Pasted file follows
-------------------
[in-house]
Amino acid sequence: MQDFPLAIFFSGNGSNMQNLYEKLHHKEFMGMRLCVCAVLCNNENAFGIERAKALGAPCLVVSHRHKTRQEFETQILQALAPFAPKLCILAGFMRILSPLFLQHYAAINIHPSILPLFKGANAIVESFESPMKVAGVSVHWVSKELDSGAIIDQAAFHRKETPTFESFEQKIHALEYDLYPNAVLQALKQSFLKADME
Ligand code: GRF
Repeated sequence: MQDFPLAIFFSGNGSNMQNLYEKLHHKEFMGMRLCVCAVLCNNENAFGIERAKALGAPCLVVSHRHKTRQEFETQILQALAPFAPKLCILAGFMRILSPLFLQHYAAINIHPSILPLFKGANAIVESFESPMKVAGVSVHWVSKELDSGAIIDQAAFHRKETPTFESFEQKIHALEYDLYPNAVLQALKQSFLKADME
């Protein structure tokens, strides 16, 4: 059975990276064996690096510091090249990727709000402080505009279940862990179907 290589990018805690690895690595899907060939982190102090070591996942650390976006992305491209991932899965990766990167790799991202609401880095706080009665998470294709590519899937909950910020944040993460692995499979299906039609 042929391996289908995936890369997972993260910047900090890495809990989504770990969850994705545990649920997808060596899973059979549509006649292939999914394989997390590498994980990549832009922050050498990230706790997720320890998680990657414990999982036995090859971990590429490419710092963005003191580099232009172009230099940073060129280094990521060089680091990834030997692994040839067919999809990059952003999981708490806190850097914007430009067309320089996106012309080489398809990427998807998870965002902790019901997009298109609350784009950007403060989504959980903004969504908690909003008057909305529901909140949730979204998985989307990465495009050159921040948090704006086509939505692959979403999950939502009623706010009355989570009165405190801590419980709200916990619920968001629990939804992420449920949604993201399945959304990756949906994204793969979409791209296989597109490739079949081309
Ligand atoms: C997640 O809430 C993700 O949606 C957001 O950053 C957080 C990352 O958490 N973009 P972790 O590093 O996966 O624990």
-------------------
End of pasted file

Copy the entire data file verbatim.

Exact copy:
[in-house]
Amino acid sequence: MQDFPLAIFFSGNGSNMQNLYEKLHHKEFMGMRLCVCAVLCNNENAFGIERAKALGAPCLVVSHRHKTRQEFETQILQALAPFAPKLCILAGFMRILSPLFLQHYAAINIHPSILPLFKGANAIVESFESPMKVAGVSVHWVSKELDSGAIIDQAAFHRKETPTFESFEQKIHALEYDLYPNAVLQALKQSFLKADME
Ligand code: GRF
Repeated sequence: MQDFPLAIFFSGNGSNMQNLYEKLHHKEFMGMRLCVCAVLCNNENAFGIERAKALGAPCLVVSHRHKTRQEFETQILQALAPFAPKLCILAGFMRILSPLFLQHYAAINIHPSILPLFKGANAIVESFESPMKVAGVSVHWVSKELDSGAIIDQAAFHRKETPTFESFEQKIHALEYDLYPNAVLQALKQSFLKADME
């Protein structure tokens, strides 16, 4: 059975990276064996690096510091090249990727709000402080505009279940862990179907 290589990018805690690895690595899907060939982190102090070591996942650390976006992305491209991932899965990766990167790799991202609401880095706080009665998470294709590519899937909950910020944040993460692995499979299906039609 042929391996289908995936890369997972993260910047900090890495809990989504770990969850994705545990649920997808060596899973059979549509006649292939999914394989997390590498994980990549832009922050050498990230706790997720320890998680990657414990999982036995090859971990590429490419710092963005003191580099232009172009230099940073060129280094990521060089680091990834030997692994040839067919999809990059952003999981708490806190850097914007430009067309320089996106012309080489398809990427998807998870965002902790019901997009298109609350784009950007403060989504959980903004969504908690909003008057909305529901909140949730979204998985989307990465495009050159921040948090704006086509939505692959979403999950939502009623706010009355989570009165405190801590419980709200916990619920968001629990939804992420449920949604993201399945959304990756949906994204793969979409791209296989597109490739079949081309
Ligand atoms: C997640 O809430 C993700 O949606 C957001 O950053 C957080 C990352 O958490 N973009 P972790 O590093 O996966 O624990």